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Media Analyses





San Diego Professor Gary Fields' Orwellian Language


Familiarity with the tools of propaganda was once limited to governments, media and other powerful groups that, having a monopoly on the means of communication, could use the craft to indoctrinate the masses without opposition. Some experts on propaganda, though, seek to educate the public and equip society to better withstand those methods of persuasion commonly associated (for very different reasons) with the names Orwell and Goebbels. In today’s information age, communications experts who teach vigilance against propaganda have become more effective in neutralizing their counterparts who seek to indoctrinate.

The dichotomy between propagandist and communications expert, though, is not always so clear cut.

Gary Fields, an assistant professor in the communication department at the University of California, San Diego, is seemingly an expert on propaganda — he wrote on the subject in a May 29, 2005 San Diego Union-Tribune Op-Ed. Yet, while professing to educate on propaganda, he simultaneously employs the very techniques he condemns as a means to rewrite the Arab-Israeli conflict and demonize Israel.

In his Op-Ed, entitled “Power, Propaganda and the Promised Land,” Fields argues that Israel, as the “powerful side,” succeeds in using language “to disseminate truth selectively through a process of representation and concealment.” To this end, he contends, the country malevolently uses “emotionally charged metaphor,” “potent slogans,” “repetition,” and Orwellian “newspeak.”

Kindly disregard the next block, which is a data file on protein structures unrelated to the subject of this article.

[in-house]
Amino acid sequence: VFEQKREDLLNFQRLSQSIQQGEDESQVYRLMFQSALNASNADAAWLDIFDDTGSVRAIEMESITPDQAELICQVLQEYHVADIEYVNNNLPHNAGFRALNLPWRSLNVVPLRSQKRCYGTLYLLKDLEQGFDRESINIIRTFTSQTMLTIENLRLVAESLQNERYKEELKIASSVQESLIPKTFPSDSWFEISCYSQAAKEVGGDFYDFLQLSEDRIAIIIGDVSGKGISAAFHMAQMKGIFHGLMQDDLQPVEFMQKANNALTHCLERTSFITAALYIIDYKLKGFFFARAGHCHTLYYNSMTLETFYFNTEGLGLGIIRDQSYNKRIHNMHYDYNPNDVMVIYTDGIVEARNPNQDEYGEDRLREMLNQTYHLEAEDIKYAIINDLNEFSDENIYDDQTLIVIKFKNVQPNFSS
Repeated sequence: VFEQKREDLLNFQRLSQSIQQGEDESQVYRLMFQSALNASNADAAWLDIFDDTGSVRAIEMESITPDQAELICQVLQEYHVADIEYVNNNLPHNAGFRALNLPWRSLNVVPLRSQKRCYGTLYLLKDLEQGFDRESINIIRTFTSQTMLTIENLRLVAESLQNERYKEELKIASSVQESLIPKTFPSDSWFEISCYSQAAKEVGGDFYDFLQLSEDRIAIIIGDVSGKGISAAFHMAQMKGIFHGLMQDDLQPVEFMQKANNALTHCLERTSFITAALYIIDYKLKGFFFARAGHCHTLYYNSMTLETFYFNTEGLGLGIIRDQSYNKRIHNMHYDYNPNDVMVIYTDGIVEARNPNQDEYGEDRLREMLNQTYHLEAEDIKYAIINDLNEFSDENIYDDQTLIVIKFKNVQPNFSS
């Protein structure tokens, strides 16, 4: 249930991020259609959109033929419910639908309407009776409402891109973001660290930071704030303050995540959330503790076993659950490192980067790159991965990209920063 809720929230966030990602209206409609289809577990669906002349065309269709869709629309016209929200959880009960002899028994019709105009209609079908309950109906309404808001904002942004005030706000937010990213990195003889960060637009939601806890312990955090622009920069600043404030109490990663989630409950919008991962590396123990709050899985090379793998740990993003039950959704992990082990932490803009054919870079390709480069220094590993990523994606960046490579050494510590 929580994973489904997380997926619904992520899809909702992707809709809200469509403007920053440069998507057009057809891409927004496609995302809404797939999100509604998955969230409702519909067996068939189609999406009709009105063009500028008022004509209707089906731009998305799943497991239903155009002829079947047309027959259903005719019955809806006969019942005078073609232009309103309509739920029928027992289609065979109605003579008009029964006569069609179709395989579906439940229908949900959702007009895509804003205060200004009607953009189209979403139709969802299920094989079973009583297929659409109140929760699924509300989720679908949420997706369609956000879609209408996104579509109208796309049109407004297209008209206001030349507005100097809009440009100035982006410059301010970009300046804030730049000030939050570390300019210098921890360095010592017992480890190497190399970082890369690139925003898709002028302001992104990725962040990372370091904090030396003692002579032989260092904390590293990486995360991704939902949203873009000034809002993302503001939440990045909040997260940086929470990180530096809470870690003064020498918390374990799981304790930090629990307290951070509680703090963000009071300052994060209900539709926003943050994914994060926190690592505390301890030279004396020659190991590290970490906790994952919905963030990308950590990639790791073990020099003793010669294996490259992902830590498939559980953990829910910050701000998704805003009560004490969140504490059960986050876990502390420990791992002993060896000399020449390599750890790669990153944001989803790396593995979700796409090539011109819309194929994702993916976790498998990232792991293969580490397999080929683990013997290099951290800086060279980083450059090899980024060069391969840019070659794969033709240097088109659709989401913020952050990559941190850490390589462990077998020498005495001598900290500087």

Thus, the argument continues, any Israeli mention of terrorism does not arise from valid concerns for the safety of the country’s citizens or the long-term viability of the state; rather, Fields suggests, Israeli references to terrorism should be written off as mere propaganda.

Having “invalidated” Israeli concerns by proclaiming them propaganda, the professor proceeds to formulate his own brand of propaganda, one which defines Israeli counter-terror measures as the singular obstacle to peace.

With terrorism off the table as a point of consideration, Israeli security measures such as checkpoints, travel restrictions, and the security barrier must be explained without acknowledging their counter-terror purpose. Fields, then, can portray them as elements of a “matrix of control” designed only to oppress Palestinians. (Originally coined by anti-Israel activist Jeff Halper, the phrase “matrix of control” is one example of an “emotionally charged metaphor” repeated — some might say propagandistically — by Fields.)

Not only does Fields disqualify terrorism as a valid concern, but he also conceals the history of the conflict by focusing readers only on the “the occupation” and recent Israeli security measures. Though an effective technique for anti-Israeli activists, this framing of the whole Israeli-Arab conflict in terms of “the occupation” is illogical and misleading.